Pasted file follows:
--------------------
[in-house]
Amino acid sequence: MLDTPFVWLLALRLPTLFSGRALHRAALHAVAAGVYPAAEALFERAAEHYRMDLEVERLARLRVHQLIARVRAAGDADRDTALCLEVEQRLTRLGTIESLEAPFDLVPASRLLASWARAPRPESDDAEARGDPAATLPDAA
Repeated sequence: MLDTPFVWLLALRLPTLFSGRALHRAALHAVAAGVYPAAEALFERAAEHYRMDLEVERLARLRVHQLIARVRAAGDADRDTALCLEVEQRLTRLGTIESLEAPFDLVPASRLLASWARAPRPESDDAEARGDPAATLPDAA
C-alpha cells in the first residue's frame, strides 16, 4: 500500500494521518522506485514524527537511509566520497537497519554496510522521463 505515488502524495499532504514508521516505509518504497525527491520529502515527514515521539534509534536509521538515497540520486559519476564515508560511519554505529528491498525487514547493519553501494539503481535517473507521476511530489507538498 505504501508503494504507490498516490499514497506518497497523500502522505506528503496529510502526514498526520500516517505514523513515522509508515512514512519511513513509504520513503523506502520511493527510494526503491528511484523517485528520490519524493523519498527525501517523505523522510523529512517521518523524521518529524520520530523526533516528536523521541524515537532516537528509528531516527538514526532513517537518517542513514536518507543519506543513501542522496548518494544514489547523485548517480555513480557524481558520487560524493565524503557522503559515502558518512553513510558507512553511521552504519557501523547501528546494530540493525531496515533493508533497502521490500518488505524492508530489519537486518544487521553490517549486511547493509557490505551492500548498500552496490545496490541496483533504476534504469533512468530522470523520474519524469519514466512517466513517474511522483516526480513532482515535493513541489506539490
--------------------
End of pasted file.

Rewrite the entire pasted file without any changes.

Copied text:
[in-house]
Amino acid sequence: MLDTPFVWLLALRLPTLFSGRALHRAALHAVAAGVYPAAEALFERAAEHYRMDLEVERLARLRVHQLIARVRAAGDADRDTALCLEVEQRLTRLGTIESLEAPFDLVPASRLLASWARAPRPESDDAEARGDPAATLPDAA
Repeated sequence: MLDTPFVWLLALRLPTLFSGRALHRAALHAVAAGVYPAAEALFERAAEHYRMDLEVERLARLRVHQLIARVRAAGDADRDTALCLEVEQRLTRLGTIESLEAPFDLVPASRLLASWARAPRPESDDAEARGDPAATLPDAA
C-alpha cells in the first residue's frame, strides 16, 4: 500500500494521518522506485514524527537511509566520497537497519554496510522521463 505515488502524495499532504514508521516505509518504497525527491520529502515527514515521539534509534536509521538515497540520486559519476564515508560511519554505529528491498525487514547493519553501494539503481535517473507521476511530489507538498 505504501508503494504507490498516490499514497506518497497523500502522505506528503496529510502526514498526520500516517505514523513515522509508515512514512519511513513509504520513503523506502520511493527510494526503491528511484523517485528520490519524493523519498527525501517523505523522510523529512517521518523524521518529524520520530523526533516528536523521541524515537532516537528509528531516527538514526532513517537518517542513514536518507543519506543513501542522496548518494544514489547523485548517480555513480557524481558520487560524493565524503557522503559515502558518512553513510558507512553511521552504519557501523547501528546494530540493525531496515533493508533497502521490500518488505524492508530489519537486518544487521553490517549486511547493509557490505551492500548498500552496490545496490541496483533504476534504469533512468530522470523520474519524469519514466512517466513517474511522483516526480513532482515535493513541489506539490